In our case studies the availability of data was an important problem. Even if data existed, it took effort to find out how and where to access it. The problem of data availability was indicated in other studies as well,
e.g. dealing with environmental indicators (Stein et al., 2001), evaluating tourism sustainability (O’Mahony et al., 2009), or discovering information about the local community (Ballinger et al., 2010). One method for to overcome the data availability gap is standard, repeatable, and cost effective information gathering surveys (O’Mahony et al., 2009). According check details to SUSTAIN partnership (2012b), ‘the approach to score through ranges instead of using precise values, provides the method with flexibility: even data which could not be specifically identified or might be considered imprecise or give just an approximation can be used if identified within a range.’ Table 2 shows an example spread-sheet for the issue ‘Economic opportunity.’ In detail, the approach includes several subjective pre-definitions that have significant
influence on the results: the definition MG-132 research buy (boundaries) of the classes, the choice of non-equidistant classes, the definitions of the minimum and maximum of the total range, and the allocation of scores from 0 to 10 to each class. Further, the approach has mathematical weaknesses. If no data is available, the score for an indicator is zero. It is not removed from the calculation but included in the average calculation, reducing the result. Further, indicators that are dependent on each other, like the percentage of employment in primary, secondary and tertiary sectors of the economy (Table 2), are treated as independent indicators in the average calculations, causing an overestimate of the indicator ‘employment by sector’. Scoring through classes is a simple approach which is easy to understand and allows for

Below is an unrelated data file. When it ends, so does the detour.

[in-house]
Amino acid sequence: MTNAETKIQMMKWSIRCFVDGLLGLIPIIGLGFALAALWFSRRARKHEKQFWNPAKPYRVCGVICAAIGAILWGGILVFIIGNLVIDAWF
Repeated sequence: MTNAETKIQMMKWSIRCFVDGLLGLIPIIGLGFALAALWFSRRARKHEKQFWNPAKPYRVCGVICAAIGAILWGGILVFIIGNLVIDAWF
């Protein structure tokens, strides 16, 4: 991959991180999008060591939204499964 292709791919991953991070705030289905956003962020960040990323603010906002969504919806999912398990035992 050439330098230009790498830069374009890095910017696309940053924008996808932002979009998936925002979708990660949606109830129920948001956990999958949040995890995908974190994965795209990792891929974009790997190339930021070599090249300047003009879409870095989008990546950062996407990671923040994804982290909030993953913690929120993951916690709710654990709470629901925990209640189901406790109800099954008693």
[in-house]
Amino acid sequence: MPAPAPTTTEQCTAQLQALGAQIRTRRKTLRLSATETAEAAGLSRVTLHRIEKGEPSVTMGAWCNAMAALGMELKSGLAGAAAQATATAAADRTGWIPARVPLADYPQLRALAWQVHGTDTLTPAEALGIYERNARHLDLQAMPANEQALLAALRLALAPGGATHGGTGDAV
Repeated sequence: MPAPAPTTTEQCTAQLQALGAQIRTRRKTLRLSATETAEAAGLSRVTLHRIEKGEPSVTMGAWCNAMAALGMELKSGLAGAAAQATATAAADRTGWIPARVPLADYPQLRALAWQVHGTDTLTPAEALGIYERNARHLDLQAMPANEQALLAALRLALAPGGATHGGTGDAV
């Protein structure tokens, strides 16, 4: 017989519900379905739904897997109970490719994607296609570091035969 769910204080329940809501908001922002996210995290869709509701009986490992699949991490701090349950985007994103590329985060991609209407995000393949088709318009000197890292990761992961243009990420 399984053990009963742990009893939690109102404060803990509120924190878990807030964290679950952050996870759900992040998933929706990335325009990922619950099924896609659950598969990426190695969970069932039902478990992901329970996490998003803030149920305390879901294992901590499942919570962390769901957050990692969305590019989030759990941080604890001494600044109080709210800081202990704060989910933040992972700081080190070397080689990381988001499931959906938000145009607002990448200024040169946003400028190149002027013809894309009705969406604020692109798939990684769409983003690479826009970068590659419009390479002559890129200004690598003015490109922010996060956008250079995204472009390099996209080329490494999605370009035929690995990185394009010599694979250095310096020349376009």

the combination of different data (e.g. relative, classified, and numerical data), but includes a problematic loss of information and reduces the overall quality of the indicator performance. It can hardly be regarded as an advantage in cases where data is uncertain or has to be estimated. Due to these experiences, HAS1 we thoroughly revised several parts of the scoring spread-sheet. Indicator scores are averaged to calculate issue scores, and these are further aggregated into pillar scores. Does aggregation stabilise the results and improve reliability? The average scores for every issue are shown for Warnemünde (Fig. 2) and for Neringa (Fig. 3). For every issue the results between the 4 (5) groups of evaluators differ strongly. The total average over all issues in Warnemünde is five. The averaged minimum scores are two scores lower and the averaged maximum two scores higher than the average. The same is true for Neringa (Fig. 3). The differences between aggregated results at both issue and pillar levels are very high.